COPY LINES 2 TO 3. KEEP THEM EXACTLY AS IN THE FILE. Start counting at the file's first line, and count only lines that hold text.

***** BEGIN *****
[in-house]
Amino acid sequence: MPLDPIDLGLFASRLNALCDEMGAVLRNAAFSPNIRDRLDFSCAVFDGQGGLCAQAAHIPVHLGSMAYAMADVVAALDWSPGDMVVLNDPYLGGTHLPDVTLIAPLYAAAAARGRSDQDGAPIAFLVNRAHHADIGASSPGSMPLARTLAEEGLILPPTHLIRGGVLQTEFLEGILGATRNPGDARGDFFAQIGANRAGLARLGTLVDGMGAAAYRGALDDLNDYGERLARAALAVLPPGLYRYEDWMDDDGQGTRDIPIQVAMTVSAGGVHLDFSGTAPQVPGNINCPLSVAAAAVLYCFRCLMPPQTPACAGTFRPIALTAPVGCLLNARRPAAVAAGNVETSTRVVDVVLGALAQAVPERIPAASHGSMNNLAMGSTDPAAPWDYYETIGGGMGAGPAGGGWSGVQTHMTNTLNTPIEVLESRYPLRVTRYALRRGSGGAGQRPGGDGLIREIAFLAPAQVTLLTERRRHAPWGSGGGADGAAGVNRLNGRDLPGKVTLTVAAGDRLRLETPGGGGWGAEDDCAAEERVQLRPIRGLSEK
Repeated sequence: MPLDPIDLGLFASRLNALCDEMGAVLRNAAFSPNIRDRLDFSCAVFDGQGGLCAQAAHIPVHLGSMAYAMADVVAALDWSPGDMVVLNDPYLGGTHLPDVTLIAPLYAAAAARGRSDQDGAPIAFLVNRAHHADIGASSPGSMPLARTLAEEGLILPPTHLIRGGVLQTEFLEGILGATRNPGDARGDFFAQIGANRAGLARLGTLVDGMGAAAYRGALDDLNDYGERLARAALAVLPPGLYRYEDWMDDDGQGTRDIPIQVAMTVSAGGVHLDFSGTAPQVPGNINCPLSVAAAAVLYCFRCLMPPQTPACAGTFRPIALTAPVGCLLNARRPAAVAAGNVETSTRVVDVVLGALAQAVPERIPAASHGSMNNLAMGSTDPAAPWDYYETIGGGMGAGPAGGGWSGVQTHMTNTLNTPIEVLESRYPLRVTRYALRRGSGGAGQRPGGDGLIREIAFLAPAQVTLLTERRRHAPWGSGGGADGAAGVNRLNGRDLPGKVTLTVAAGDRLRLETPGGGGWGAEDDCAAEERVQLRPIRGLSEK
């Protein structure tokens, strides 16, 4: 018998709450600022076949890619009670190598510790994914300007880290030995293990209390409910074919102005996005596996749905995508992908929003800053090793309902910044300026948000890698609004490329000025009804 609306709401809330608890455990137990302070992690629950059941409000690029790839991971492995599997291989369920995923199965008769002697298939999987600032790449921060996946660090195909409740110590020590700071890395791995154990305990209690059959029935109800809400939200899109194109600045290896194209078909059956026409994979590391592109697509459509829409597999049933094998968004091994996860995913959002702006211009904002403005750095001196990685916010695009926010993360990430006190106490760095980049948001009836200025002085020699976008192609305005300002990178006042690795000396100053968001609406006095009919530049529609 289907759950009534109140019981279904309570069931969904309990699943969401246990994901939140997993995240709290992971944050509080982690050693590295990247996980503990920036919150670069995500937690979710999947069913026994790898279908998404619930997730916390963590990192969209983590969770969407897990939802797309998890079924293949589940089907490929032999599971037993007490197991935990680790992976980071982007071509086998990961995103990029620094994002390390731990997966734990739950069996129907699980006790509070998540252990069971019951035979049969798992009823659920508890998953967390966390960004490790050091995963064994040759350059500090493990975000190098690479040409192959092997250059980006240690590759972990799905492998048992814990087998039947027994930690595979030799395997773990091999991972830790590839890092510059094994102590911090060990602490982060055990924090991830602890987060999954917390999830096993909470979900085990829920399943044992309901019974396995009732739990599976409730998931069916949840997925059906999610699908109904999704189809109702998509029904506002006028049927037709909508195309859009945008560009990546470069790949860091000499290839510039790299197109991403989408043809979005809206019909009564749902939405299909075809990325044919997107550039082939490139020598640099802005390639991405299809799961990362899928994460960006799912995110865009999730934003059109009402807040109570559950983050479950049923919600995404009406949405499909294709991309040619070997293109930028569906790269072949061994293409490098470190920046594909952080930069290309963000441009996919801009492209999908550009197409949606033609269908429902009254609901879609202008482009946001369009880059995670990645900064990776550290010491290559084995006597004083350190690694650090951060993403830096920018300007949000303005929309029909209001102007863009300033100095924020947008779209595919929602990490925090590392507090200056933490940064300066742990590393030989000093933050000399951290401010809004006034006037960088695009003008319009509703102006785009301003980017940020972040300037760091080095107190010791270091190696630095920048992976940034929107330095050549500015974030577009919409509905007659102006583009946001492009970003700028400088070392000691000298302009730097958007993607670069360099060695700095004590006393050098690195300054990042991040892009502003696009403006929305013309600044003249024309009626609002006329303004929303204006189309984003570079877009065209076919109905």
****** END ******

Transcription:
Amino acid sequence: MPLDPIDLGLFASRLNALCDEMGAVLRNAAFSPNIRDRLDFSCAVFDGQGGLCAQAAHIPVHLGSMAYAMADVVAALDWSPGDMVVLNDPYLGGTHLPDVTLIAPLYAAAAARGRSDQDGAPIAFLVNRAHHADIGASSPGSMPLARTLAEEGLILPPTHLIRGGVLQTEFLEGILGATRNPGDARGDFFAQIGANRAGLARLGTLVDGMGAAAYRGALDDLNDYGERLARAALAVLPPGLYRYEDWMDDDGQGTRDIPIQVAMTVSAGGVHLDFSGTAPQVPGNINCPLSVAAAAVLYCFRCLMPPQTPACAGTFRPIALTAPVGCLLNARRPAAVAAGNVETSTRVVDVVLGALAQAVPERIPAASHGSMNNLAMGSTDPAAPWDYYETIGGGMGAGPAGGGWSGVQTHMTNTLNTPIEVLESRYPLRVTRYALRRGSGGAGQRPGGDGLIREIAFLAPAQVTLLTERRRHAPWGSGGGADGAAGVNRLNGRDLPGKVTLTVAAGDRLRLETPGGGGWGAEDDCAAEERVQLRPIRGLSEK
Repeated sequence: MPLDPIDLGLFASRLNALCDEMGAVLRNAAFSPNIRDRLDFSCAVFDGQGGLCAQAAHIPVHLGSMAYAMADVVAALDWSPGDMVVLNDPYLGGTHLPDVTLIAPLYAAAAARGRSDQDGAPIAFLVNRAHHADIGASSPGSMPLARTLAEEGLILPPTHLIRGGVLQTEFLEGILGATRNPGDARGDFFAQIGANRAGLARLGTLVDGMGAAAYRGALDDLNDYGERLARAALAVLPPGLYRYEDWMDDDGQGTRDIPIQVAMTVSAGGVHLDFSGTAPQVPGNINCPLSVAAAAVLYCFRCLMPPQTPACAGTFRPIALTAPVGCLLNARRPAAVAAGNVETSTRVVDVVLGALAQAVPERIPAASHGSMNNLAMGSTDPAAPWDYYETIGGGMGAGPAGGGWSGVQTHMTNTLNTPIEVLESRYPLRVTRYALRRGSGGAGQRPGGDGLIREIAFLAPAQVTLLTERRRHAPWGSGGGADGAAGVNRLNGRDLPGKVTLTVAAGDRLRLETPGGGGWGAEDDCAAEERVQLRPIRGLSEK